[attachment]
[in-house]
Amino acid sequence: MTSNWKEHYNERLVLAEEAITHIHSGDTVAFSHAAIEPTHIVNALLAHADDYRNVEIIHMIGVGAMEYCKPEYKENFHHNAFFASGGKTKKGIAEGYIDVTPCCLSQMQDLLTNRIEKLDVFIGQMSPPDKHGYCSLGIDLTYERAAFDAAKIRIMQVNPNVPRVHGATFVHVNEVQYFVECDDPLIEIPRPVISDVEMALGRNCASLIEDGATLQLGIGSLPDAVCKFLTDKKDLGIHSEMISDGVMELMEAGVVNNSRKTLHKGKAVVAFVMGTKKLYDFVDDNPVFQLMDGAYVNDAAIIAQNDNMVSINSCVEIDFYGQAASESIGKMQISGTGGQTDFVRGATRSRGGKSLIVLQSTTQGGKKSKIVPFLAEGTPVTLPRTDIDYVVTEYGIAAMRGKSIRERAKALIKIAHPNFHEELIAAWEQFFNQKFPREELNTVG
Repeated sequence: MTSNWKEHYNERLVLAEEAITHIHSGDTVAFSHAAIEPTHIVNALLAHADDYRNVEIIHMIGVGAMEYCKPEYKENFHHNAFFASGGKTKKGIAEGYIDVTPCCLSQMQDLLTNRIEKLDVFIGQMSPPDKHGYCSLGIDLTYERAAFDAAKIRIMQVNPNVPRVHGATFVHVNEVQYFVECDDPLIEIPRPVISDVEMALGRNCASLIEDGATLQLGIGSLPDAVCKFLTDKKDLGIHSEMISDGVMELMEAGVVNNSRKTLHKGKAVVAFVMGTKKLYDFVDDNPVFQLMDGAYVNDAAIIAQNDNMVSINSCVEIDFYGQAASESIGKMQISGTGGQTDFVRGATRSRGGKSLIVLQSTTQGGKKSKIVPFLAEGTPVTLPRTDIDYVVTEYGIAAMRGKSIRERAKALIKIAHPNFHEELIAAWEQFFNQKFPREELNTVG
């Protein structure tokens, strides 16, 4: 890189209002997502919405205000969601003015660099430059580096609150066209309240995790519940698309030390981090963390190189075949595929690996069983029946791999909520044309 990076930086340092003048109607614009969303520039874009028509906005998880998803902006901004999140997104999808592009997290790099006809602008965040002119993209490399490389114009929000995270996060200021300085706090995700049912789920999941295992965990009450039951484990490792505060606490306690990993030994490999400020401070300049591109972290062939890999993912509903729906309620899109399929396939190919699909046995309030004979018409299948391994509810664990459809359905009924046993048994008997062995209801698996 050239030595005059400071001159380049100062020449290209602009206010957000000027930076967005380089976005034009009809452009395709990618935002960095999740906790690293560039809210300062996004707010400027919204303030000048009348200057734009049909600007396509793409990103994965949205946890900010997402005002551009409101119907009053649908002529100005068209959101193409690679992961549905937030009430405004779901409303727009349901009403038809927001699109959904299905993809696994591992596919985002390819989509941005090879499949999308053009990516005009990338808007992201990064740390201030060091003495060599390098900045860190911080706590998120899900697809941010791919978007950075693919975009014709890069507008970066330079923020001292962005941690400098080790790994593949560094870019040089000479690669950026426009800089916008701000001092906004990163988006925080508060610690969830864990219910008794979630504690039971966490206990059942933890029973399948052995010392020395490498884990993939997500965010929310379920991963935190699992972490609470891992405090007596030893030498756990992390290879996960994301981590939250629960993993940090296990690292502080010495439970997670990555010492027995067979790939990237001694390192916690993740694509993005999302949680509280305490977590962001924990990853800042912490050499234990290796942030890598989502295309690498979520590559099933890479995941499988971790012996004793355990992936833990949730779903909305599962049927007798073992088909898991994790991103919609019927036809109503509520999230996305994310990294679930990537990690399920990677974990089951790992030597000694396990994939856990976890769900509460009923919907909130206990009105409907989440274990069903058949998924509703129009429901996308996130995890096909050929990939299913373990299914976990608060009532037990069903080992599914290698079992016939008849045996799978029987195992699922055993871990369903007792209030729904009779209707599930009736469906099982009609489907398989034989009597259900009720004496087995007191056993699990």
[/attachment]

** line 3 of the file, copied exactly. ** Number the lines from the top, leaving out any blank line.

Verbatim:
Repeated sequence: MTSNWKEHYNERLVLAEEAITHIHSGDTVAFSHAAIEPTHIVNALLAHADDYRNVEIIHMIGVGAMEYCKPEYKENFHHNAFFASGGKTKKGIAEGYIDVTPCCLSQMQDLLTNRIEKLDVFIGQMSPPDKHGYCSLGIDLTYERAAFDAAKIRIMQVNPNVPRVHGATFVHVNEVQYFVECDDPLIEIPRPVISDVEMALGRNCASLIEDGATLQLGIGSLPDAVCKFLTDKKDLGIHSEMISDGVMELMEAGVVNNSRKTLHKGKAVVAFVMGTKKLYDFVDDNPVFQLMDGAYVNDAAIIAQNDNMVSINSCVEIDFYGQAASESIGKMQISGTGGQTDFVRGATRSRGGKSLIVLQSTTQGGKKSKIVPFLAEGTPVTLPRTDIDYVVTEYGIAAMRGKSIRERAKALIKIAHPNFHEELIAAWEQFFNQKFPREELNTVG